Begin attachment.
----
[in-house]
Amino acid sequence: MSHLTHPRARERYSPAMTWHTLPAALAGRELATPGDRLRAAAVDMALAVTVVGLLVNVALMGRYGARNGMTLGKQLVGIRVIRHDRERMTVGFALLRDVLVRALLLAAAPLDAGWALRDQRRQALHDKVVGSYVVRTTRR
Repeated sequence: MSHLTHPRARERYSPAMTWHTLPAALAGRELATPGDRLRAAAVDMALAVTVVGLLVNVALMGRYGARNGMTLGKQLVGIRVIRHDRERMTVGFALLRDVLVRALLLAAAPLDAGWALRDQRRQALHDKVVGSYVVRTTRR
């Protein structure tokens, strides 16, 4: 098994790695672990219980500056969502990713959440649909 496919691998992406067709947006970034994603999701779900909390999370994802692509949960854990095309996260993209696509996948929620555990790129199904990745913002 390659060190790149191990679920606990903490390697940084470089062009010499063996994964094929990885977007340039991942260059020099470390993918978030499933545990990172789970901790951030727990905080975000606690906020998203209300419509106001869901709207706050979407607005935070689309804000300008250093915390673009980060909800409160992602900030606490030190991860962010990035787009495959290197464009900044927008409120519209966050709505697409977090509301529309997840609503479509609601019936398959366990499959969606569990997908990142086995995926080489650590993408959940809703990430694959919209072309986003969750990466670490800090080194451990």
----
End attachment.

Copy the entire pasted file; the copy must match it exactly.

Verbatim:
[in-house]
Amino acid sequence: MSHLTHPRARERYSPAMTWHTLPAALAGRELATPGDRLRAAAVDMALAVTVVGLLVNVALMGRYGARNGMTLGKQLVGIRVIRHDRERMTVGFALLRDVLVRALLLAAAPLDAGWALRDQRRQALHDKVVGSYVVRTTRR
Repeated sequence: MSHLTHPRARERYSPAMTWHTLPAALAGRELATPGDRLRAAAVDMALAVTVVGLLVNVALMGRYGARNGMTLGKQLVGIRVIRHDRERMTVGFALLRDVLVRALLLAAAPLDAGWALRDQRRQALHDKVVGSYVVRTTRR
């Protein structure tokens, strides 16, 4: 098994790695672990219980500056969502990713959440649909 496919691998992406067709947006970034994603999701779900909390999370994802692509949960854990095309996260993209696509996948929620555990790129199904990745913002 390659060190790149191990679920606990903490390697940084470089062009010499063996994964094929990885977007340039991942260059020099470390993918978030499933545990990172789970901790951030727990905080975000606690906020998203209300419509106001869901709207706050979407607005935070689309804000300008250093915390673009980060909800409160992602900030606490030190991860962010990035787009495959290197464009900044927008409120519209966050709505697409977090509301529309997840609503479509609601019936398959366990499959969606569990997908990142086995995926080489650590993408959940809703990430694959919209072309986003969750990466670490800090080194451990």